“When I showed [Bates] the hooks on that first day, I could tell he wasn’t sold on it,” Peters continues. “For one, he didn’t think they were strong enough. But it was my charter, and he let us fish the way we wanted to.” In the first four days, they went 10-for-10 on blue ­marlin. “After we caught the first six in a row, Marty looked down from the bridge and said he was now a believer, and then we caught four more,” Peters says. “We were consistently catching just about every fish we hooked.” He notes that at one point they were 19-for-21, and that’s straight up logging every single bite, not fudging any of their numbers. “Marty and I were both just stunned in disbelief,” he says. “This was our 10th prototype. I still had some fine-tuning to do, but now we were getting a cleaner, more consistent breaking tension with the clips.”

A diagram of a Sta-Stuk hook.
The design, protected by a United States utility ­patent, consists of stainless-steel inner and outer clips that are designed to separate at a specific amount of pressure. Newer versions of the hook use three welded rings instead of the swivel. Jon Whittle

Over the course of the prototype modeling, Peters used three different hook styles from three different ­manufacturers, which brought up another interesting point. “All of the stuff we’ve done for the past 40 years—going from two hooks to one hook, free-swinging to stiff rigs, knife points, conical points, a curved shank or not—all of those changes have basically resulted in no increase in the overall hookup percentage,” he says. “I bought five of the most popular brands of hooks, stacked them on top of one another, and there isn’t a 1/16- to ⅛-inch difference in any of them. All of our frustrations over the past four decades, and we haven’t moved the needle in our favor at all.” After working with several ­manufacturers, Peters finally settled on Fudo hooks. “Jason Levine at Fudo really understood this project and the potential we have, and it’s been a great relationship,” Peters says.

Protecting the Brand

From his experience with Release Marine and holding nine US patents, Peters knew that he had to fight hard to protect not just the Sta-Stuk product, but the entire process as well. “I knew right away that since I’m not a hook manufacturer, I’d get knocked right out [of the business] unless it was fully patented,” Peters says. What he needed was a utility patent, which protects the entire concept and not just the shape of the hook. “When you think about it, hooks haven’t changed all that much in the past 3,000 years,” he says. “In fact, Forbes has called the fishing hook one of the top 20 most important inventions in the history of the world—it’s fed the ­people on this planet a thousand times over. A design patent is just a simple drawing of an item that says, ‘This is my design.’ A utility patent is much more comprehensive and is a lot more expensive to file because it covers the concept of what the product does and why it works. This is the first multipiece hook that’s held together by a clip system that is designed to break apart at a specific amount of pressure in order to reduce the rotational torque while you’re fighting a fish.” In summer 2019, the patent was approved, and the Sta-Stuk brand was now fully protected. The next goal: 100 blue marlin bites.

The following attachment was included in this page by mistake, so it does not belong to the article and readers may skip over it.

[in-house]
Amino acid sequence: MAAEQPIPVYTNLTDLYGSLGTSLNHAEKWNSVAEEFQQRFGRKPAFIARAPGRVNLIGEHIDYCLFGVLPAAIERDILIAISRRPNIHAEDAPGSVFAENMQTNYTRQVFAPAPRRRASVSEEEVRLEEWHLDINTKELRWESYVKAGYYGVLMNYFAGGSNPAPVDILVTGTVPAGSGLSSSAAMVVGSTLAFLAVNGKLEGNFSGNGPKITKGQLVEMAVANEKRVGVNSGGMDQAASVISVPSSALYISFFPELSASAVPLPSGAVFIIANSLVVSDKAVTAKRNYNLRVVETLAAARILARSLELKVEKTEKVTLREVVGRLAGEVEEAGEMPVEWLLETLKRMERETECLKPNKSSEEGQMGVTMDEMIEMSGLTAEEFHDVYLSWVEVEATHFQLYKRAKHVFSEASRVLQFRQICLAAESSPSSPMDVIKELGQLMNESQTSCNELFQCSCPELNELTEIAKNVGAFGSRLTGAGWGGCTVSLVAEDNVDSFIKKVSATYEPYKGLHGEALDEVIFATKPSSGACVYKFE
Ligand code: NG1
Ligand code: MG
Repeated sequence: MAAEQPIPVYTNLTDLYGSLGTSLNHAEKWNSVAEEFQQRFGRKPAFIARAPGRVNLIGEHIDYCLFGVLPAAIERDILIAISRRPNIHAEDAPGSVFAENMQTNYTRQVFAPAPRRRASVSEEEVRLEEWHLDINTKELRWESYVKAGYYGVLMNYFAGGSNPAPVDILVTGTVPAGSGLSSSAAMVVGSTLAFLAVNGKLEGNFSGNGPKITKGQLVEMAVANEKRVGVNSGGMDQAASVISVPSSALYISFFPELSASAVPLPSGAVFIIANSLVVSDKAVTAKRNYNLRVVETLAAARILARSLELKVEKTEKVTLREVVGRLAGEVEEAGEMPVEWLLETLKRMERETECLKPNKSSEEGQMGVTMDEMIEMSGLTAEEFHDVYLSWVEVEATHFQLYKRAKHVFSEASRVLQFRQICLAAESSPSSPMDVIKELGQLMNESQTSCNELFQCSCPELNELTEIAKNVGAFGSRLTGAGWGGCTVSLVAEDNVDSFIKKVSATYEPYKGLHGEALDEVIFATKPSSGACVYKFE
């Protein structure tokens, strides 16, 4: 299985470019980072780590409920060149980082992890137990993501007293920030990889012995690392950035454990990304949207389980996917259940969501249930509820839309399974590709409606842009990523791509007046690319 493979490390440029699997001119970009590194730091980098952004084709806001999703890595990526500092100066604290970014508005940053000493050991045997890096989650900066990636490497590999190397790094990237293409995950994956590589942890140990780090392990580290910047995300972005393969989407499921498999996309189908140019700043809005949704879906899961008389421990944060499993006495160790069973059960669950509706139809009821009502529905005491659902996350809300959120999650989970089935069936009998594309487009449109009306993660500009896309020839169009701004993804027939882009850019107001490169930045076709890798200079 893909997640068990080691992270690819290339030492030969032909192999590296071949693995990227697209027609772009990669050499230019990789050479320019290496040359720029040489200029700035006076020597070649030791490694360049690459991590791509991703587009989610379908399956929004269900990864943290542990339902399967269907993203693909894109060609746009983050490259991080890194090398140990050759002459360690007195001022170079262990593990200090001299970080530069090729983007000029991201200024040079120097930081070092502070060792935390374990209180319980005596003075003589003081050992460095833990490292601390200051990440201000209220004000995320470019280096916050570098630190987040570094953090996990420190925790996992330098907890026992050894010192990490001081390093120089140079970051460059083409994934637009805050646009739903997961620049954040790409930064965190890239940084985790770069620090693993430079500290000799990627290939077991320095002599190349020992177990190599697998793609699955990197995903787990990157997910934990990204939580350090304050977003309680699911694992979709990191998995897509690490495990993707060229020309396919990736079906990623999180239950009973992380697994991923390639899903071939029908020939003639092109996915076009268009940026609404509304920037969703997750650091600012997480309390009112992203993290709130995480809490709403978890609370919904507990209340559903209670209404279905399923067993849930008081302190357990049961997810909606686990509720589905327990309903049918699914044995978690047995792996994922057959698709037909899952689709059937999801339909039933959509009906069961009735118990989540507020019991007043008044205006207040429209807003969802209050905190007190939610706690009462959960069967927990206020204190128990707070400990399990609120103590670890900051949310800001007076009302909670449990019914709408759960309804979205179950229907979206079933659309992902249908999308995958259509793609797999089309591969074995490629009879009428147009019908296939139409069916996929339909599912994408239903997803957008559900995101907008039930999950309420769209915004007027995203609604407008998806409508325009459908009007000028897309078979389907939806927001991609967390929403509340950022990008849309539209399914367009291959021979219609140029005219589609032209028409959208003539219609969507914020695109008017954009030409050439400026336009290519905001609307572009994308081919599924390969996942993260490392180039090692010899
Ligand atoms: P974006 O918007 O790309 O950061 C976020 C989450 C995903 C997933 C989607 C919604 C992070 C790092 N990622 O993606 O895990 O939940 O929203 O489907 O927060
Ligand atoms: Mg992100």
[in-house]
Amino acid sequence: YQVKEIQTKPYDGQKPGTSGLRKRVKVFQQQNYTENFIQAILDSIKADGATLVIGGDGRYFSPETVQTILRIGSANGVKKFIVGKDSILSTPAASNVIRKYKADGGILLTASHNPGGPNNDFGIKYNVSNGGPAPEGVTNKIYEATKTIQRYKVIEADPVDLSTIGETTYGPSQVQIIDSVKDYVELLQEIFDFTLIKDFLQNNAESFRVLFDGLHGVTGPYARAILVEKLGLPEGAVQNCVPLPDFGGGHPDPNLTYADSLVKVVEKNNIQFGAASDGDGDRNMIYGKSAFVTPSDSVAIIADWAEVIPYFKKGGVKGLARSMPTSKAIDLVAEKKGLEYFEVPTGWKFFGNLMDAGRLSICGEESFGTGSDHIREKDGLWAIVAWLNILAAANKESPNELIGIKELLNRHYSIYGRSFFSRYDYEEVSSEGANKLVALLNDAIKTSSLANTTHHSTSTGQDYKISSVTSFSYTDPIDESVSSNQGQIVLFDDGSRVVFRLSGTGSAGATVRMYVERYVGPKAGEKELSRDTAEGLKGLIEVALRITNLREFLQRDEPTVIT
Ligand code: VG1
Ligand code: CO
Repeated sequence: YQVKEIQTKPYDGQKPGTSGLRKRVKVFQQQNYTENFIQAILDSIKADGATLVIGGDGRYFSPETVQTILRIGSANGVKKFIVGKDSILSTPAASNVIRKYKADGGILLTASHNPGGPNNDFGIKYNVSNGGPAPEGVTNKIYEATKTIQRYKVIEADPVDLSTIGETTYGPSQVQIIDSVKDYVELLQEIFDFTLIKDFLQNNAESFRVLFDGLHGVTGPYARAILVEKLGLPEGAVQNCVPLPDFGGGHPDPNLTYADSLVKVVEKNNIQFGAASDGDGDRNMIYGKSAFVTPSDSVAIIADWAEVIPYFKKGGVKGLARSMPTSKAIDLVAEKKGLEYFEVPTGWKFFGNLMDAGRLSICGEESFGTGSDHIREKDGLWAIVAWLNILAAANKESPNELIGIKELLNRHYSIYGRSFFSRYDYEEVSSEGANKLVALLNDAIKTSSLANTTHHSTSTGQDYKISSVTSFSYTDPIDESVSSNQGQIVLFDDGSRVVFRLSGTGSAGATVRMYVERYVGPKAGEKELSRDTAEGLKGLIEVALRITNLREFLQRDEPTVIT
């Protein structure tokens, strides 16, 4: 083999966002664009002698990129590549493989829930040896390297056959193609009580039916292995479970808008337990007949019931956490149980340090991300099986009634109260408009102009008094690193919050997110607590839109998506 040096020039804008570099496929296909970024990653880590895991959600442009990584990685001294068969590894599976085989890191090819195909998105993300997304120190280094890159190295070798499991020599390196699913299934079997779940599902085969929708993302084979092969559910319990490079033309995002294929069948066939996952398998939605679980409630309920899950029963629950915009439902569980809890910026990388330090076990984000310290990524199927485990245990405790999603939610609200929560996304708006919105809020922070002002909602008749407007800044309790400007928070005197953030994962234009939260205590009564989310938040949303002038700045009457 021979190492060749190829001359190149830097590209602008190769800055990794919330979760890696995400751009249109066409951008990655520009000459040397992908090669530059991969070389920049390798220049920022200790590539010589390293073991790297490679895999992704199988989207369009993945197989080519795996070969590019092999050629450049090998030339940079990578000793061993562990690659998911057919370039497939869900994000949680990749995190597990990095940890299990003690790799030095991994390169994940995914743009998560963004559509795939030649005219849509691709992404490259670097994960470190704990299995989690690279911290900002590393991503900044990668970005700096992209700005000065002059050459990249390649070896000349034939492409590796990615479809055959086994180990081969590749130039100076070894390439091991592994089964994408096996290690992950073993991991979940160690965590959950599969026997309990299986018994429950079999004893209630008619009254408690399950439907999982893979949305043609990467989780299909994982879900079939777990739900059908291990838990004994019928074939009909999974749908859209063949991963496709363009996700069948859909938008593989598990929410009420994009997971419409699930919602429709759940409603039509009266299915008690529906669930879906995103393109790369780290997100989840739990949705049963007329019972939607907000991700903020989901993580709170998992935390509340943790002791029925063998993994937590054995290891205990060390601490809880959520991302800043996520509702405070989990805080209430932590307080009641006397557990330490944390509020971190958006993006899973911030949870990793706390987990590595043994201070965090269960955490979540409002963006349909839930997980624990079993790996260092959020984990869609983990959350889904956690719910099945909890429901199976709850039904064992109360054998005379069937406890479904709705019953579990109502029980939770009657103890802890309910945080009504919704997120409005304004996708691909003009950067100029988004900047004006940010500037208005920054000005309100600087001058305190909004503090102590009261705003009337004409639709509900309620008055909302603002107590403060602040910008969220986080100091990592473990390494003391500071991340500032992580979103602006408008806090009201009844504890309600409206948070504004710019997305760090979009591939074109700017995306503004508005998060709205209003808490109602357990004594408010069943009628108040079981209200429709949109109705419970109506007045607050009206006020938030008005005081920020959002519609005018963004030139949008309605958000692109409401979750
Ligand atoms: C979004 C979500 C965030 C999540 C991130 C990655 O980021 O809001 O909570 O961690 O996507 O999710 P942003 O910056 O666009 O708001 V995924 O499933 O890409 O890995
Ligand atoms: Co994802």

An aerial photo of Cape Verde.
Thanks to its consistent marlin fishing, Cape Verde proved to be a near-perfect beta site for testing. Jon Whittle

Return to Cape Verde

In spring 2021, I was invited to ­participate in additional field-testing with Peters and Bates in Cape Verde. Our first day, we trolled from the capital port city of Mindelo west to the island of Santo Antão, where we would spend the first few days of the trip fishing the Northwest Bank, which rises to within 700 feet of the surface from the surrounding abyssal depths.